Candidate for U.S. Senate Phil Bredesen, former two-term Democratic governor of Tennessee, stopped by the Westhaven Clubhouse in Franklin for a campaign luncheon where he addressed approximately 200 supporters.
“It is a very close race,” Bredesen said, which is what he expected against his Republican opponent U.S. Rep. Marsha Blackburn. “I think it is going to depend on how enthusiastic everybody is [about getting out to vote].”
Bredesen said, in politics today, more respect toward others is needed and that is what he would bring to the U.S. Senate.
“I want to be able to move forward and make things happen.”
Bredesen described his background in rural upstate New York as the son of a single working mother, who was a bank teller. Promising his mother he’d one day pay her back for her wisdom and sacrifices, Bredesen said, instead, his mother told him to “pay me forward” in the world by being his best.
A lifelong Democrat, Bredesen said he has a "conservative" background.
“Many of my family members are Trump supporters,” he said.
“They are not stupid. They are not racists and not crazy.”
Bredesen concluded that he’d “pay you back by being the best Senator you’ve ever sent up to the Senate,” he told the audience.
Supporters gathered around the former governor after the talk to take photos and talk one-on-one about issues important to them.
Bredesen supporter and Westhaven resident Bridgett Garratt said she is “disheartened with what’s going on.”
“I think Bredesen follows the path that would be great for our country,” she said.
Westhaven resident and 13-year resident of Franklin Heather Lynch seemed to agree.
“I am a moderate, and he is moderate. I don’t support the far right,” Lynch said.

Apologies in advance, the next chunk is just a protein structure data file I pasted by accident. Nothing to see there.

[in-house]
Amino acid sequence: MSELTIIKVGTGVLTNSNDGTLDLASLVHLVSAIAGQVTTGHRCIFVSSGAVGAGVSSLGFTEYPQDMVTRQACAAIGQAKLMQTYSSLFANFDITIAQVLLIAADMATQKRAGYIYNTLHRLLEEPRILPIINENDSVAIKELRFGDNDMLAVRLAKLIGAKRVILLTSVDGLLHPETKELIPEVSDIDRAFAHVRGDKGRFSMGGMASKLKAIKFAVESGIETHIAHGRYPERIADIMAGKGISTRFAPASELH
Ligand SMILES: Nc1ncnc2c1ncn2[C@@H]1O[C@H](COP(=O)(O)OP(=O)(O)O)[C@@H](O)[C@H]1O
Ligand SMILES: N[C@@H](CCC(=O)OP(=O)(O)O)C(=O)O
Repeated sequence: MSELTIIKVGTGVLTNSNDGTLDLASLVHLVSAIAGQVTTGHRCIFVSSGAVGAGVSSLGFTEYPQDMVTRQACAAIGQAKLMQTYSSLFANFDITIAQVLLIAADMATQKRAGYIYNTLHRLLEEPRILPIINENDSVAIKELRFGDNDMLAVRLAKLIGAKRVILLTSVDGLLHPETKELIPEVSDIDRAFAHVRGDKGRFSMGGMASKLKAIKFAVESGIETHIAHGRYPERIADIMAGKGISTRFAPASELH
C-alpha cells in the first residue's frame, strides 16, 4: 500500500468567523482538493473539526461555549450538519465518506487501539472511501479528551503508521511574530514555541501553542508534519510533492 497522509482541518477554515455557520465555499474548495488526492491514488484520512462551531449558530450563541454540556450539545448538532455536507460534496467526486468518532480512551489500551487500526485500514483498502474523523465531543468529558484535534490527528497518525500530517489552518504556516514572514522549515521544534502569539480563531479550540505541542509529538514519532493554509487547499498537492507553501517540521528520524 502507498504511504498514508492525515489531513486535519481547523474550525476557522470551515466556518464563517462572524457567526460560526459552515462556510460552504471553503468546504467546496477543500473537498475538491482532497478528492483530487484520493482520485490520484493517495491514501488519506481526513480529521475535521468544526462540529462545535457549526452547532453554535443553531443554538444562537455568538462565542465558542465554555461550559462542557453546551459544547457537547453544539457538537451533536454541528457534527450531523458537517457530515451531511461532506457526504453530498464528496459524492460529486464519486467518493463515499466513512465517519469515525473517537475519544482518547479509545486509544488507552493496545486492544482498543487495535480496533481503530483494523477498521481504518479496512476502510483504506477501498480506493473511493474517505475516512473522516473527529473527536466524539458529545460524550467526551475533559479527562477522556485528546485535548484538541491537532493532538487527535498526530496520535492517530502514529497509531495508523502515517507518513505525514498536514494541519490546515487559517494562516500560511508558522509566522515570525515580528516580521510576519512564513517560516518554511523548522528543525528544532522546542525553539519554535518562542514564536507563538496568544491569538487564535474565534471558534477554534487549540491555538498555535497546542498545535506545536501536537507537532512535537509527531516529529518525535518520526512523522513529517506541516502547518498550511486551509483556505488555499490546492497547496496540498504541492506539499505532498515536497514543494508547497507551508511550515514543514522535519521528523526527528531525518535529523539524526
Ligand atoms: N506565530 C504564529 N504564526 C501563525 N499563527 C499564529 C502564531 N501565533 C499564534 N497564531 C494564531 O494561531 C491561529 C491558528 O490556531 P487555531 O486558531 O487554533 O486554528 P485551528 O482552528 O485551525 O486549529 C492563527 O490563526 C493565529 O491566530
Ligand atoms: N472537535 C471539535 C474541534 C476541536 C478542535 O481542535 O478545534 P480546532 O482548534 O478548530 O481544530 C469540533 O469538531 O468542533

Franklin resident Matt Magallanes said Bredesen also has his support due to his responsiveness and concerns about education.
“I’ve been a lifelong Republican,” Magallanes said.
“I have been a donor, a sponsor, a door-knocker over the years ... I think the comparison between Phil Bredesen’s capability and his ideas is miles above Marsha Blackburn’s positions. Over the years, I have reached out to Marsha about the issues, written letters and left phone calls and donated to the party, but she has never gotten back to me, never responded to my concerns about public education.
“Also, the negative advertising [by Blackburn], most of which I know to be untrue, is a stain on our process. I can’t get behind a candidate who does that.”
Meanwhile, Bredesen said he would work hard to address high pharmaceutical costs by organizing a bipartisan coalition to tackle the “complex” issue. Bredesen also said health care would be on the forefront of issues to confront in Congress, explaining that since the Affordable Care Act (ACA) is the “law of the land,” he would work within its bounds.
“Let’s make it work,” he said.
Blackburn held a campaign rally and early voting kick-off event Oct. 17 in Franklin where he was introduced by Mayor Ken Moore, Sen. Jack Johnson, gubernatorial candidate Bill Lee and joined by other supporters.